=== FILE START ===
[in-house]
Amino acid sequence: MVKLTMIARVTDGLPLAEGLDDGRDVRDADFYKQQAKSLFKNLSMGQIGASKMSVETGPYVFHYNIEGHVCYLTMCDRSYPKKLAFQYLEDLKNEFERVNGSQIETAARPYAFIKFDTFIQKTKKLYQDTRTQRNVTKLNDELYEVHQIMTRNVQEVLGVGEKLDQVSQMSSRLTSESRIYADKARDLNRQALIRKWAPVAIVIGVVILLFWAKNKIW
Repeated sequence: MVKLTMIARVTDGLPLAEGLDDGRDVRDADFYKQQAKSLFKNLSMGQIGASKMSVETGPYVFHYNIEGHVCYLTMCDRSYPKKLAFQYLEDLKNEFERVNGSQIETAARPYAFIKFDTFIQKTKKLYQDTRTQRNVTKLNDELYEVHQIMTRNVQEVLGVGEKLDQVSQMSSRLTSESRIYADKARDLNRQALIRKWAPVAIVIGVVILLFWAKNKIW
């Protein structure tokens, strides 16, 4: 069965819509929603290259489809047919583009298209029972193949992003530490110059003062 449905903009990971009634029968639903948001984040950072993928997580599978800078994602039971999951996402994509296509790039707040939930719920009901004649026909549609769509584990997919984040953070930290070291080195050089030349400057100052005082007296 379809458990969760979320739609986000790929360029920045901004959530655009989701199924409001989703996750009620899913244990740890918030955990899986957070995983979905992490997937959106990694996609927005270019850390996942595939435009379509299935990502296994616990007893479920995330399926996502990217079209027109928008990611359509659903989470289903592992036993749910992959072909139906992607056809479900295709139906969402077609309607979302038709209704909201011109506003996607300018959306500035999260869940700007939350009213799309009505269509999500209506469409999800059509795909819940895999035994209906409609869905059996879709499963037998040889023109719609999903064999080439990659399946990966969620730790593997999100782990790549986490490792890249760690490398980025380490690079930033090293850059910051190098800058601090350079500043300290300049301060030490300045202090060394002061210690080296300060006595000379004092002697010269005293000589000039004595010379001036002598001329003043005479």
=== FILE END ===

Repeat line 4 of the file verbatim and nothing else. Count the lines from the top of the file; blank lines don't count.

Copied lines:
């Protein structure tokens, strides 16, 4: 069965819509929603290259489809047919583009298209029972193949992003530490110059003062 449905903009990971009634029968639903948001984040950072993928997580599978800078994602039971999951996402994509296509790039707040939930719920009901004649026909549609769509584990997919984040953070930290070291080195050089030349400057100052005082007296 379809458990969760979320739609986000790929360029920045901004959530655009989701199924409001989703996750009620899913244990740890918030955990899986957070995983979905992490997937959106990694996609927005270019850390996942595939435009379509299935990502296994616990007893479920995330399926996502990217079209027109928008990611359509659903989470289903592992036993749910992959072909139906992607056809479900295709139906969402077609309607979302038709209704909201011109506003996607300018959306500035999260869940700007939350009213799309009505269509999500209506469409999800059509795909819940895999035994209906409609869905059996879709499963037998040889023109719609999903064999080439990659399946990966969620730790593997999100782990790549986490490792890249760690490398980025380490690079930033090293850059910051190098800058601090350079500043300290300049301060030490300045202090060394002061210690080296300060006595000379004092002697010269005293000589000039004595010379001036002598001329003043005479």